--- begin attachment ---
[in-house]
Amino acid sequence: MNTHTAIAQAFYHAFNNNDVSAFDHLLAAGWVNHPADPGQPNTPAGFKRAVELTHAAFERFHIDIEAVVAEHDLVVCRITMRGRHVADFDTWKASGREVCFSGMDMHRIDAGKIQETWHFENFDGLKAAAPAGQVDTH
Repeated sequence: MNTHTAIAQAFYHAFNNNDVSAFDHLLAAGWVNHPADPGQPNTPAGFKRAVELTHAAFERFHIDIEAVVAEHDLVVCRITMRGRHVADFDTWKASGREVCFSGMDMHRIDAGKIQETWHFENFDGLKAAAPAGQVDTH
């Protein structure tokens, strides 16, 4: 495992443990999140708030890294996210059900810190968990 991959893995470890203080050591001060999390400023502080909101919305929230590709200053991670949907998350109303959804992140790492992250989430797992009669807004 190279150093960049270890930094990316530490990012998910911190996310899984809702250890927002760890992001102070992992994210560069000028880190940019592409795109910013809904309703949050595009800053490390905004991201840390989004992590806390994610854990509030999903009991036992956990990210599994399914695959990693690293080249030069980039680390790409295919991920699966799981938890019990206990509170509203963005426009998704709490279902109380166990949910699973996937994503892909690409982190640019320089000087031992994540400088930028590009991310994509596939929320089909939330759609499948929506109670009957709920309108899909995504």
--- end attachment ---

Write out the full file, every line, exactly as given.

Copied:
[in-house]
Amino acid sequence: MNTHTAIAQAFYHAFNNNDVSAFDHLLAAGWVNHPADPGQPNTPAGFKRAVELTHAAFERFHIDIEAVVAEHDLVVCRITMRGRHVADFDTWKASGREVCFSGMDMHRIDAGKIQETWHFENFDGLKAAAPAGQVDTH
Repeated sequence: MNTHTAIAQAFYHAFNNNDVSAFDHLLAAGWVNHPADPGQPNTPAGFKRAVELTHAAFERFHIDIEAVVAEHDLVVCRITMRGRHVADFDTWKASGREVCFSGMDMHRIDAGKIQETWHFENFDGLKAAAPAGQVDTH
């Protein structure tokens, strides 16, 4: 495992443990999140708030890294996210059900810190968990 991959893995470890203080050591001060999390400023502080909101919305929230590709200053991670949907998350109303959804992140790492992250989430797992009669807004 190279150093960049270890930094990316530490990012998910911190996310899984809702250890927002760890992001102070992992994210560069000028880190940019592409795109910013809904309703949050595009800053490390905004991201840390989004992590806390994610854990509030999903009991036992956990990210599994399914695959990693690293080249030069980039680390790409295919991920699966799981938890019990206990509170509203963005426009998704709490279902109380166990949910699973996937994503892909690409982190640019320089000087031992994540400088930028590009991310994509596939929320089909939330759609499948929506109670009957709920309108899909995504």